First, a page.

Catherine Carr completed the family nurse practitioner and nurse-midwifery program at Frontier School of Nurse-Midwifery and Family Nursing in 1979 and the DrPH at the University of Michigan in 1993. She is Assistant Professor, Family and Child Nursing at the University of Washington, Seattle where she teaches in the midwifery program. She is a member of the Division of Research, a member of the Board of Review of the Division of Accreditation, and continues to participate in clinical practice.
VAGINAL BIRTH AFTER CESAREAN BIRTH: A NATIONAL SURVEY OF U.S. MIDWIFERY PRACTICE
Article first published online: 24 DEC 2010
2002 American College of Nurse Midwives
Journal of Midwifery & Womens Health
Volume 47, Issue 5, pages 347–352, September-October 2002
How to Cite
Carr, C. A., Burkhardt, P. and Avery, M. (2002), VAGINAL BIRTH AFTER CESAREAN BIRTH: A NATIONAL SURVEY OF U.S. MIDWIFERY PRACTICE. Journal of Midwifery & Womens Health, 47: 347–352. doi: 10.1016/S1526-9523(02)00286-6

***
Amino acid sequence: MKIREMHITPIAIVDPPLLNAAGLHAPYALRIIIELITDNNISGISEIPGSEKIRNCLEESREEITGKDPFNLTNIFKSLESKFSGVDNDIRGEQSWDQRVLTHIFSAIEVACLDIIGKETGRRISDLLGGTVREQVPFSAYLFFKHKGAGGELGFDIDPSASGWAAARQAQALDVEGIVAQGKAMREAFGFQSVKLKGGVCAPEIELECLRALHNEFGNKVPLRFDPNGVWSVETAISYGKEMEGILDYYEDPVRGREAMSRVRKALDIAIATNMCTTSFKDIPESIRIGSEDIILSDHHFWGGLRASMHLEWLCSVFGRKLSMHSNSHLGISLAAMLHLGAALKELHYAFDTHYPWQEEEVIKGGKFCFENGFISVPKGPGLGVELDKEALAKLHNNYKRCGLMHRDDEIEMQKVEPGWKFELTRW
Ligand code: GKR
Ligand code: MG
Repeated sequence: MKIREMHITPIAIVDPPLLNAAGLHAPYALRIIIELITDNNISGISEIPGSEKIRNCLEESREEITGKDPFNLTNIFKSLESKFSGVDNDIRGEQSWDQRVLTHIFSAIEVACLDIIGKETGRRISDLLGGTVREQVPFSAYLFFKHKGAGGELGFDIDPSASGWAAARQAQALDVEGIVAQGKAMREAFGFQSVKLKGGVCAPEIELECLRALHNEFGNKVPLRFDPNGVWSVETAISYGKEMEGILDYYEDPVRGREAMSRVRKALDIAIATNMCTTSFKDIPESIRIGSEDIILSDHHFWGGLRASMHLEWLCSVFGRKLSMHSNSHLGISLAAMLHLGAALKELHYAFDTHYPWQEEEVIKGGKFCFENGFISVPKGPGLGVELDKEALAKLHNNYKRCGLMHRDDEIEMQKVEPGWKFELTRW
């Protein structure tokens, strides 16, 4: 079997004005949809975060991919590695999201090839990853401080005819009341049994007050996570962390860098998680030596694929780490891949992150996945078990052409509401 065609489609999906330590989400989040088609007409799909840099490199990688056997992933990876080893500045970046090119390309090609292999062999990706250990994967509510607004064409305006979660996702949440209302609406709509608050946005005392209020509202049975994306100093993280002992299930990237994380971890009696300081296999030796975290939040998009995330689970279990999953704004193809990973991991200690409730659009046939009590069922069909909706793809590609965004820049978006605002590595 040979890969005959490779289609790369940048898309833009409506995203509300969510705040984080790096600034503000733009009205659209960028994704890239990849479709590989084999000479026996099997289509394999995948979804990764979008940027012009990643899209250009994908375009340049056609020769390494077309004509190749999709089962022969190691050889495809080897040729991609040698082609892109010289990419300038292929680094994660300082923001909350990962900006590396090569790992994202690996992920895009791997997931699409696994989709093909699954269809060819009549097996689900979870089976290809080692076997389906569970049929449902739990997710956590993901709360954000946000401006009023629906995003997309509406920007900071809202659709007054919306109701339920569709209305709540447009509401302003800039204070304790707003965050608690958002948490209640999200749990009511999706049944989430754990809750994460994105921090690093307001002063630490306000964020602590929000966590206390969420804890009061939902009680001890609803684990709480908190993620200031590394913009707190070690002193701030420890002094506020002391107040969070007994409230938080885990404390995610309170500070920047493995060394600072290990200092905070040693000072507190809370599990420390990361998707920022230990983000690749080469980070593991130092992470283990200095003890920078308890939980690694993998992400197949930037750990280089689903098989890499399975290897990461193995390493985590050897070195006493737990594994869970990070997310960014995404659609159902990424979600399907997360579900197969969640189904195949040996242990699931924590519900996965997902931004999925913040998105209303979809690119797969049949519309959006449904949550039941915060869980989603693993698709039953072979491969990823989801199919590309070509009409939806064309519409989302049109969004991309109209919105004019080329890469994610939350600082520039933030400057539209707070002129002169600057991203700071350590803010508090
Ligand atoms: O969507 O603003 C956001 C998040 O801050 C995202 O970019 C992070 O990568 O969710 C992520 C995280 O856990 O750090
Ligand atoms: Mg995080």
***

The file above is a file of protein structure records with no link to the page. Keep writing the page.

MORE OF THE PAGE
- Issue published online: 24 DEC 2010
- Article first published online: 24 DEC 2010
Midwives have been providing care for women choosing vaginal birth after cesarean birth (VBAC) for over 20 years. The 1999 American College of Obstetrician Gynecologist (ACOG) guidelines and recent studies questioning the relative safety of VBAC have raised concerns about continuing to offer this option. As part of an effort to understand VBAC care provided by midwives, this study used a national survey sample to examine practices, scope, and recent changes in the provision of VBAC care. The survey, which included demographic and practice items was mailed in late 2000 to a purposeful sample of 325 midwifery practices. The return rate was 62%. Nearly all (94%) of the responding practices were providing VBAC care, and almost half of them (43%) stated that their ability to do so had changed within the past 2 years secondary to recent studies in the obstetric literature, the 1999 ACOG statement, and concerns from third-party payers. Criteria for offering VBAC are stricter, and consent forms are more extensive. Other changes included the need for additional or more intensive support services, in-house anesthesia, and surgery backup. Midwives continue to provide VBAC care, although with some increased restrictions. This study provides background for future research that will determine how midwifery care affects the rate of successful VBACs.